Some things did surprise me though. Hook for instance was mentioned quite a bit during requests. Much more than was mentioned in the general twitter feed. You could argue the “hook” could be counted in with the premise and concept category as well.
Comps showed up in the requests, which I thought was interesting. For some editors they clearly make a difference, but it’s not a clear trend across all of them. Likely a personal preference, but still very much worth noting.
To be sure, every editor has their own unique tastes and reasons for requesting more pages of a manuscript. There are no absolutes. However it’s interesting to see these trends because it gives us a general idea of what’s working. Develop a great story and infuse it with voice…sounds easy, right?
Trend 3: When an editor passed on an entry, what factors were cited?
Ouch. Nobody wants to think about this, but again it’s important. Because if we can figure out why editors were passing on an entry (even if it was our own) then we can learn what not to do. We’ve all got to learn to keep our fingers out of those electric sockets.
This was kind of a fun category. For one thing, the sample size is a bit bigger…obviously more entries get a “pass” than a “request”. Also, as a writer, it’s kind of neat to see other people making the same knuckleheaded mistakes we do. Come on, admit it. It’s cool to see other people out there with their fingers in the electric sockets.
In this case I looked at 225 entries that were marked as a “pass”. This had to be a clear pass. If an editor marked it as a maybe or a possibly, then I left it out of the analysis.
Reason for editor passing on entry: (out of a possible 225 tweets)
My thoughts (again purely my own speculation, so take it for what it’s worth):
Well, nothing surprising about the Story and the Voice showing up as the top reasons being cited for a pass. If the story is confusing or the voice is off, then it doesn’t stand much of a chance. Those are just craft things that we have to go back to the drawing board and get better at.
However, one that should be disturbing for us as writers, is the “Not a genre asked for” category. These weren’t cases where the writer had the genre confused. Rather these are cases where the writer submitted their work to an editor that has no interest in that genre. Why would we do that?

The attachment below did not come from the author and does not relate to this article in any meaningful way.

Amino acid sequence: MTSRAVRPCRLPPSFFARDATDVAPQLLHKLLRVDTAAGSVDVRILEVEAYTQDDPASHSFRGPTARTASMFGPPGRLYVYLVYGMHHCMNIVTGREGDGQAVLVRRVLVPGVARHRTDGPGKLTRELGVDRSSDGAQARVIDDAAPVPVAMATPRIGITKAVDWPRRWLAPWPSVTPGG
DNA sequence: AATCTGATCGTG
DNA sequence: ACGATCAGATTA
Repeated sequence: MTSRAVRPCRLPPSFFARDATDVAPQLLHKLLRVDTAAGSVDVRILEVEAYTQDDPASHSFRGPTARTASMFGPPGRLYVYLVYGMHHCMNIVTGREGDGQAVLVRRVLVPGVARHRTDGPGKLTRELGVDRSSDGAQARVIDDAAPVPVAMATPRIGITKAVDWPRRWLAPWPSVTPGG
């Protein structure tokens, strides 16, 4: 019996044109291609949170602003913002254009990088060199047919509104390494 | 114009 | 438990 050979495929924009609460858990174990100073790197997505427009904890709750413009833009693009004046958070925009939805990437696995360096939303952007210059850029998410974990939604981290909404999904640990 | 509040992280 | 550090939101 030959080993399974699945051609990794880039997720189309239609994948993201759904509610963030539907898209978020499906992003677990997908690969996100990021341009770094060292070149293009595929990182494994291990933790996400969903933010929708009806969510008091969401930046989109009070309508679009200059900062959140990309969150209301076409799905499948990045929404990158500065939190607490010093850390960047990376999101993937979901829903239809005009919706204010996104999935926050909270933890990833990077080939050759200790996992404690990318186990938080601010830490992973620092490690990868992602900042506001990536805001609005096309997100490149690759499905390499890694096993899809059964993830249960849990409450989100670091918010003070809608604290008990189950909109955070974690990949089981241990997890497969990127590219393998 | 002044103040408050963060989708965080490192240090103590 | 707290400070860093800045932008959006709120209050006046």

Well….I just don’t know.
The editors have bios and an MSWL posted prior to the contest. As writers, we should be looking at that. From some of the comments I saw, I think the editors were a little surprised by this as well. When submitting to a contest (or an agent) there are so many things that we have no control over. Take advantage of the ones that you do have control over.
Some closing thoughts:
Before doing the analysis I had to strip out all the re-tweets. This was so the numbers didn’t get skewed if one editor re-tweeted something another editor said.
What’s that? You’re surprised the editors were re-tweeting each other’s posts. Well, I knew they did this, but I didn’t realize quite how much. There were 691 re-tweets. These were not re-tweets by contestants or other people. These were specific cases where one editor re-tweeted what another editor said. Ever wonder if editors talk to each other and share a lot of the same concerns about the craft of writing? I think we can put that question to bed.
It’s also interesting that in over 75 cases, an editor re-tweeted when a different editor either “passed” or “requested” a partial. They’re trying to send us a consistent message about what works and what doesn’t. We just need to listen.
Well, that’s about it. Thanks for sticking with me to the end. I know I covered a lot of ground. It was an interesting exercise (and a bit exhausting). Please keep in mind anything I’ve written here is really based on an analysis of some very unstructured data (tweets) so it’s hard to draw conclusions. Every editor and agent is different and it would be a mistake to assume they all follow the patterns I’ve highlighted.
So take all of this for what it’s worth. Add it to your thought process going into your next round of submissions to a contest or an agent. Maybe something in here will help you get that request that we are all looking for.
I’ve also posted about #p2p16 a couple of other times, and someone suggested I consolidate the posts in a single spot. Seemed like a good idea, so….
Past #p2p16 posts:
- Preparing yourself for #p2p16
- #p2p16 – What’s it like once you hit “Send”?
- Interview with #p2p16 editor Lara Willard @laraedits
- Interview with #p2p16 Literary Agent Rebecca Angus
- Bonus: (not one of my post, but it’s a great read) – How @laraedits chose her picks last year!
As always, I welcome any and all comments. Especially from our generous editors.
Wishing all the #p2p16 contestants the best of luck! I can’t wait to see the pairings when they come out.
All the best,